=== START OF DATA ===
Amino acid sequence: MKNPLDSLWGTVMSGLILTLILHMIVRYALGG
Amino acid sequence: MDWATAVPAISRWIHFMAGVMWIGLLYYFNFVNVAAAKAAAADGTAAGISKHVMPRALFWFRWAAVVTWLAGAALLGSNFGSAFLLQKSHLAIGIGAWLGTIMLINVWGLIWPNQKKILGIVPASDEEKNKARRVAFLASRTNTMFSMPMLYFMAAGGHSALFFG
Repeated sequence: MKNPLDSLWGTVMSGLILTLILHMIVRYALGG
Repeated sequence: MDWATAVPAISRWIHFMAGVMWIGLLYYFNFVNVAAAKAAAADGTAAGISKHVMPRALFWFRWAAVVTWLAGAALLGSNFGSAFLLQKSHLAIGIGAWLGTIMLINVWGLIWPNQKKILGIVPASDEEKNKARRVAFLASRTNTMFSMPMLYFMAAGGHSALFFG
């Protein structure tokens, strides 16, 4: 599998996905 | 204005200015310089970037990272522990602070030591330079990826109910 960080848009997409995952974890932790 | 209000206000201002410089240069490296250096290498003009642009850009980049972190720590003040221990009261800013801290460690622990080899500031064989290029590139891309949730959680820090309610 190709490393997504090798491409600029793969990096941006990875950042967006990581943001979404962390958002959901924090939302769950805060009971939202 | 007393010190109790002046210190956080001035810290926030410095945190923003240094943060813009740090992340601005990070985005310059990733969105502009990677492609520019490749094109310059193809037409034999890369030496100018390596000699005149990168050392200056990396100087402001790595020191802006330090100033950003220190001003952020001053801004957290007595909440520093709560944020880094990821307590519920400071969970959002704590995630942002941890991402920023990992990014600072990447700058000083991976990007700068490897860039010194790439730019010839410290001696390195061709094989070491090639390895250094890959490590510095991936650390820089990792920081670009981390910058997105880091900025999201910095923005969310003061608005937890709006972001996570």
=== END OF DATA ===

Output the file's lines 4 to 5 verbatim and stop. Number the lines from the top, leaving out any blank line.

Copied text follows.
Repeated sequence: MDWATAVPAISRWIHFMAGVMWIGLLYYFNFVNVAAAKAAAADGTAAGISKHVMPRALFWFRWAAVVTWLAGAALLGSNFGSAFLLQKSHLAIGIGAWLGTIMLINVWGLIWPNQKKILGIVPASDEEKNKARRVAFLASRTNTMFSMPMLYFMAAGGHSALFFG
């Protein structure tokens, strides 16, 4: 599998996905 | 204005200015310089970037990272522990602070030591330079990826109910 960080848009997409995952974890932790 | 209000206000201002410089240069490296250096290498003009642009850009980049972190720590003040221990009261800013801290460690622990080899500031064989290029590139891309949730959680820090309610 190709490393997504090798491409600029793969990096941006990875950042967006990581943001979404962390958002959901924090939302769950805060009971939202 | 007393010190109790002046210190956080001035810290926030410095945190923003240094943060813009740090992340601005990070985005310059990733969105502009990677492609520019490749094109310059193809037409034999890369030496100018390596000699005149990168050392200056990396100087402001790595020191802006330090100033950003220190001003952020001053801004957290007595909440520093709560944020880094990821307590519920400071969970959002704590995630942002941890991402920023990992990014600072990447700058000083991976990007700068490897860039010194790439730019010839410290001696390195061709094989070491090639390895250094890959490590510095991936650390820089990792920081670009981390910058997105880091900025999201910095923005969310003061608005937890709006972001996570």